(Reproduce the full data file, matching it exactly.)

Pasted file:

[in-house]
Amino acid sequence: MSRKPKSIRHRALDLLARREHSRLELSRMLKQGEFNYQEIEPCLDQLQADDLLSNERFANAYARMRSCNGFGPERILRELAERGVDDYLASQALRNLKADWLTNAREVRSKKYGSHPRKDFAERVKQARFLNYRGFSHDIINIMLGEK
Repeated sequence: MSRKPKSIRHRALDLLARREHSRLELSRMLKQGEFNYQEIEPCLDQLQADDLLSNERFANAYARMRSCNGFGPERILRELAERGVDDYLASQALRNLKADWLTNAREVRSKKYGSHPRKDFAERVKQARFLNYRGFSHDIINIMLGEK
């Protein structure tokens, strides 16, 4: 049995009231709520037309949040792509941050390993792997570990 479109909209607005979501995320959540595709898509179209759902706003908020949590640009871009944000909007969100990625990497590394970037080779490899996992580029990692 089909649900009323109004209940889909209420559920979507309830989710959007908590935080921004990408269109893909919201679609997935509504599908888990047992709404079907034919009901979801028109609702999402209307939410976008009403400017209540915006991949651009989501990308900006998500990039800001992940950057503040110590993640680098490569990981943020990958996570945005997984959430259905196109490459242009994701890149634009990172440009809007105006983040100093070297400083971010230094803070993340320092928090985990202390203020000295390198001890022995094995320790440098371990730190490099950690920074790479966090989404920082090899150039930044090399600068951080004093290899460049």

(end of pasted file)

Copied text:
[in-house]
Amino acid sequence: MSRKPKSIRHRALDLLARREHSRLELSRMLKQGEFNYQEIEPCLDQLQADDLLSNERFANAYARMRSCNGFGPERILRELAERGVDDYLASQALRNLKADWLTNAREVRSKKYGSHPRKDFAERVKQARFLNYRGFSHDIINIMLGEK
Repeated sequence: MSRKPKSIRHRALDLLARREHSRLELSRMLKQGEFNYQEIEPCLDQLQADDLLSNERFANAYARMRSCNGFGPERILRELAERGVDDYLASQALRNLKADWLTNAREVRSKKYGSHPRKDFAERVKQARFLNYRGFSHDIINIMLGEK
């Protein structure tokens, strides 16, 4: 049995009231709520037309949040792509941050390993792997570990 479109909209607005979501995320959540595709898509179209759902706003908020949590640009871009944000909007969100990625990497590394970037080779490899996992580029990692 089909649900009323109004209940889909209420559920979507309830989710959007908590935080921004990408269109893909919201679609997935509504599908888990047992709404079907034919009901979801028109609702999402209307939410976008009403400017209540915006991949651009989501990308900006998500990039800001992940950057503040110590993640680098490569990981943020990958996570945005997984959430259905196109490459242009994701890149634009990172440009809007105006983040100093070297400083971010230094803070993340320092928090985990202390203020000295390198001890022995094995320790440098371990730190490099950690920074790479966090989404920082090899150039930044090399600068951080004093290899460049």